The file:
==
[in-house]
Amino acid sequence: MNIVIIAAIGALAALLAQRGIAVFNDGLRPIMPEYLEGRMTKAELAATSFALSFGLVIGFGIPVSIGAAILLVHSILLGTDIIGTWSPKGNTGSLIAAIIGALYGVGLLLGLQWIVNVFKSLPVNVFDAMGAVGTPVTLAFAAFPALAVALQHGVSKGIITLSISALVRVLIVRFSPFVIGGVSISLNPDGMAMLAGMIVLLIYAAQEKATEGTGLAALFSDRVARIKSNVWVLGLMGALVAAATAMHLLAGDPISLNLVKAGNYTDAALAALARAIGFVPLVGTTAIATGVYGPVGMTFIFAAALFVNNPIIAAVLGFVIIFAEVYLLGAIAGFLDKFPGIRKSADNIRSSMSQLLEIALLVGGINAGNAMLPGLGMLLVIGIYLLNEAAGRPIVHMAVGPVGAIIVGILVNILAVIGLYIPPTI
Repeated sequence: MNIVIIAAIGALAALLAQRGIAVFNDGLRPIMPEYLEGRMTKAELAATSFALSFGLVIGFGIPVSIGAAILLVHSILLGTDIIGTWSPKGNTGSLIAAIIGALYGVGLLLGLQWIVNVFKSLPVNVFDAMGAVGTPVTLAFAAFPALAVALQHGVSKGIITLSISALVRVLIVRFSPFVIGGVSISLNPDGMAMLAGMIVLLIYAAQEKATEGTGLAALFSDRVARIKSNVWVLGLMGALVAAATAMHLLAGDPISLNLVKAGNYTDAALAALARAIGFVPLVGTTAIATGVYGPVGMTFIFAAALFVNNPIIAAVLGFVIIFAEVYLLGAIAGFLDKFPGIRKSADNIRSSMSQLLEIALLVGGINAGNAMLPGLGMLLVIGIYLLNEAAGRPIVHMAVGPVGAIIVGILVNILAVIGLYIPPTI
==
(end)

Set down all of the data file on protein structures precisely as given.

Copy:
[in-house]
Amino acid sequence: MNIVIIAAIGALAALLAQRGIAVFNDGLRPIMPEYLEGRMTKAELAATSFALSFGLVIGFGIPVSIGAAILLVHSILLGTDIIGTWSPKGNTGSLIAAIIGALYGVGLLLGLQWIVNVFKSLPVNVFDAMGAVGTPVTLAFAAFPALAVALQHGVSKGIITLSISALVRVLIVRFSPFVIGGVSISLNPDGMAMLAGMIVLLIYAAQEKATEGTGLAALFSDRVARIKSNVWVLGLMGALVAAATAMHLLAGDPISLNLVKAGNYTDAALAALARAIGFVPLVGTTAIATGVYGPVGMTFIFAAALFVNNPIIAAVLGFVIIFAEVYLLGAIAGFLDKFPGIRKSADNIRSSMSQLLEIALLVGGINAGNAMLPGLGMLLVIGIYLLNEAAGRPIVHMAVGPVGAIIVGILVNILAVIGLYIPPTI
Repeated sequence: MNIVIIAAIGALAALLAQRGIAVFNDGLRPIMPEYLEGRMTKAELAATSFALSFGLVIGFGIPVSIGAAILLVHSILLGTDIIGTWSPKGNTGSLIAAIIGALYGVGLLLGLQWIVNVFKSLPVNVFDAMGAVGTPVTLAFAAFPALAVALQHGVSKGIITLSISALVRVLIVRFSPFVIGGVSISLNPDGMAMLAGMIVLLIYAAQEKATEGTGLAALFSDRVARIKSNVWVLGLMGALVAAATAMHLLAGDPISLNLVKAGNYTDAALAALARAIGFVPLVGTTAIATGVYGPVGMTFIFAAALFVNNPIIAAVLGFVIIFAEVYLLGAIAGFLDKFPGIRKSADNIRSSMSQLLEIALLVGGINAGNAMLPGLGMLLVIGIYLLNEAAGRPIVHMAVGPVGAIIVGILVNILAVIGLYIPPTI